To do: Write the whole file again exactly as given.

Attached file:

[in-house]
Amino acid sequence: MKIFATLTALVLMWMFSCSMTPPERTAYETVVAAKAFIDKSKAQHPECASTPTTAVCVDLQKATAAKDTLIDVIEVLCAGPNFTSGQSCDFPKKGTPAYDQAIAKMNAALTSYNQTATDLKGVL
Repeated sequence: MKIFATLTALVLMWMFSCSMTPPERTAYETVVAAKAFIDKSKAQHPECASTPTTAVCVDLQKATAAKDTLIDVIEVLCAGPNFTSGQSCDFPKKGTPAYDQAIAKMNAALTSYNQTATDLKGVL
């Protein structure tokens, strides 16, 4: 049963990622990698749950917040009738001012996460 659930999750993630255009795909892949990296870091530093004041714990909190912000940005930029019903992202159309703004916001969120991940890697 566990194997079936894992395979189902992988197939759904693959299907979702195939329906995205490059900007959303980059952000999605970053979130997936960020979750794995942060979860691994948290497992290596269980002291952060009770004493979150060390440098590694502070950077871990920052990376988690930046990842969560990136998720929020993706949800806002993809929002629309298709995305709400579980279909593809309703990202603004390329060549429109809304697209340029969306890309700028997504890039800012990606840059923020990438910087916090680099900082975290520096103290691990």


[in-house]
Amino acid sequence: MKIFATLTALVLMWMFSCSMTPPERTAYETVVAAKAFIDKSKAQHPECASTPTTAVCVDLQKATAAKDTLIDVIEVLCAGPNFTSGQSCDFPKKGTPAYDQAIAKMNAALTSYNQTATDLKGVL
Repeated sequence: MKIFATLTALVLMWMFSCSMTPPERTAYETVVAAKAFIDKSKAQHPECASTPTTAVCVDLQKATAAKDTLIDVIEVLCAGPNFTSGQSCDFPKKGTPAYDQAIAKMNAALTSYNQTATDLKGVL
């Protein structure tokens, strides 16, 4: 049963990622990698749950917040009738001012996460 659930999750993630255009795909892949990296870091530093004041714990909190912000940005930029019903992202159309703004916001969120991940890697 566990194997079936894992395979189902992988197939759904693959299907979702195939329906995205490059900007959303980059952000999605970053979130997936960020979750794995942060979860691994948290497992290596269980002291952060009770004493979150060390440098590694502070950077871990920052990376988690930046990842969560990136998720929020993706949800806002993809929002629309298709995305709400579980279909593809309703990202603004390329060549429109809304697209340029969306890309700028997504890039800012990606840059923020990438910087916090680099900082975290520096103290691990």